Imagine living on a planet where every 16 hours marks a new year. The new planet identified as TOI-2109b has the shortest orbit of any known gas giant to date. The findings made by the international team of scientists was published in the Astronomical Journal. This makes TOI-2109b, the second hottest planet detected so far.
It was on May 13, 2020, that NASA’s TESS satellite began observing TOI-2109b, located in the southern portion of the Hercules constellation, which is 855 light years from Earth. Researchers collected measurements of the star’s light, which they then analysed for periodic dips in starlight that might indicate a planet passing in front of and briefly blocking a small fraction of the star’s light. The data from TESS confirmed that the star does host an object that transits about every 16 hours.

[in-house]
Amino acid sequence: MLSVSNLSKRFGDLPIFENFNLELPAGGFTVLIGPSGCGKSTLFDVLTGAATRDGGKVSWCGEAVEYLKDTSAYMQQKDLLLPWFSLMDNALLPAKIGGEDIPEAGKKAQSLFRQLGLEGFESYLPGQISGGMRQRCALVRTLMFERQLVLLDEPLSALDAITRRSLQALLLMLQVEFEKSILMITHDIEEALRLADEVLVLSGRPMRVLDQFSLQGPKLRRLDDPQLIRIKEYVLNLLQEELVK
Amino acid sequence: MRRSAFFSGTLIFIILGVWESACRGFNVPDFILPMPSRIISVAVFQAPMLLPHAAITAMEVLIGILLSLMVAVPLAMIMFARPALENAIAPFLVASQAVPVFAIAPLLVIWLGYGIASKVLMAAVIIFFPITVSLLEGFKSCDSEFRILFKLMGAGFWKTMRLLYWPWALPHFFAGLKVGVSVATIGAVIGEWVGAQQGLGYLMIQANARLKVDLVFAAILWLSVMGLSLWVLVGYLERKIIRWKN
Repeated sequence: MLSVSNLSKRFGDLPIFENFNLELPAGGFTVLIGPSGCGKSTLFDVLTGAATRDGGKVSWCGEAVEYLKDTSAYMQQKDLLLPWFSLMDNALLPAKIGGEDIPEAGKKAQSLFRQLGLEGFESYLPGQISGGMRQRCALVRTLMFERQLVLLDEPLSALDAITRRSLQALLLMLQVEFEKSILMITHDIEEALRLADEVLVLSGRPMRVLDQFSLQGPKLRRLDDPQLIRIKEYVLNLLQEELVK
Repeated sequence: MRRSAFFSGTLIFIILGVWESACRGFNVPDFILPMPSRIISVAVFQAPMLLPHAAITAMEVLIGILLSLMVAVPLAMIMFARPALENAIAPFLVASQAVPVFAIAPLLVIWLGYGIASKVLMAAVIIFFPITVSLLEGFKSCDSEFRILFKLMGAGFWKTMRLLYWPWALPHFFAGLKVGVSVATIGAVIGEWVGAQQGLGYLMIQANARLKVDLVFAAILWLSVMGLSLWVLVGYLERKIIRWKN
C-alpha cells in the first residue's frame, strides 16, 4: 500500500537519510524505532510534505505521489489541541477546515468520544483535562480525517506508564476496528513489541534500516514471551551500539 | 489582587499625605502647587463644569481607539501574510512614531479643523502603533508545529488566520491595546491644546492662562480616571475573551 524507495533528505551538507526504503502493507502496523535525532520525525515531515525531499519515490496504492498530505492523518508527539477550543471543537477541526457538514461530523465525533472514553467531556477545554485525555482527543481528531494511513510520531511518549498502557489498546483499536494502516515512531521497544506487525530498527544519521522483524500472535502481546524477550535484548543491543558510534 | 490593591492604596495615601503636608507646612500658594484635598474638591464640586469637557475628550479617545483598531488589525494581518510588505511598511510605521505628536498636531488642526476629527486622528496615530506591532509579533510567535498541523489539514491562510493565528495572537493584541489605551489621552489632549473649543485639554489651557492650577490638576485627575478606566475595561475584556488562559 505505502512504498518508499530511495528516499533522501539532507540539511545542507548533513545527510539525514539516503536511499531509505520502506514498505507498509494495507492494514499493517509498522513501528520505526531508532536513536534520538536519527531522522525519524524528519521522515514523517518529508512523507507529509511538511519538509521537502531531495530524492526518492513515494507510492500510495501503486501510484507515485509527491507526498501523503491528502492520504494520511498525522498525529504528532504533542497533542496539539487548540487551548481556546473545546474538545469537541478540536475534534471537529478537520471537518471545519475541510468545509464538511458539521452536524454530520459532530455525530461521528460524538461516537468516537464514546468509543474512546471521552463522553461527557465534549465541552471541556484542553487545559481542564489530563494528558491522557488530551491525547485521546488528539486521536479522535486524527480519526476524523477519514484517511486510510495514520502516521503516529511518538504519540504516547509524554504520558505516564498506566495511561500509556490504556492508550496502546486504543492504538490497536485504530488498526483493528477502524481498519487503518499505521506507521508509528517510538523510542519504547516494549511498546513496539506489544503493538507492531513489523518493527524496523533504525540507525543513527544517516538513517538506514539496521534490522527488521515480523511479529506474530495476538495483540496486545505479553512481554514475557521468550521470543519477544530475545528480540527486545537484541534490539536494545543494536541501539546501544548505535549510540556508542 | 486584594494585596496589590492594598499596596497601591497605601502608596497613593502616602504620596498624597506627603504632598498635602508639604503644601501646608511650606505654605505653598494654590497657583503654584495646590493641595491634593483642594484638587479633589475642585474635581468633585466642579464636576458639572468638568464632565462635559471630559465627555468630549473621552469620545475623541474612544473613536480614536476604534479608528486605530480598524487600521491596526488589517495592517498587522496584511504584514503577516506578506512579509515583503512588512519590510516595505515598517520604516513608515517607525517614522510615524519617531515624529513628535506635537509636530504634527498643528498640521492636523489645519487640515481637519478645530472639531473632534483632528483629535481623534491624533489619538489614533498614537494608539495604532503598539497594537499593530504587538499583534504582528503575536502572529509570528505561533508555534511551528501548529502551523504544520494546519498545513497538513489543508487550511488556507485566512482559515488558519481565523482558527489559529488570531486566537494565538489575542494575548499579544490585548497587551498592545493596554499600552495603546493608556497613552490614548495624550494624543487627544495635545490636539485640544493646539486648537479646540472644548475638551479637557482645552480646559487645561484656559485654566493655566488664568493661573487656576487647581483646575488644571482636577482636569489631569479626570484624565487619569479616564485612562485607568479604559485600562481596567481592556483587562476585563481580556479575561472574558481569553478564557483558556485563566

Scientists also speculate that TOI-2109b is in the process of “orbital decay,” or spiraling into its star. Considering its extremely short orbit, researchers predict that it may spiral toward its star faster than other hot Jupiters. Ian Wong, lead author of the discovery, who was a post doctorate at MIT during the study, said in a statement, “In one or two years, if we are lucky, we may be able to detect how the planet moves closer to its star.” Wong further said that the planet will not crash into its star in our lifetime, though adding, “but give it another 10 million years, and this planet might not be there.”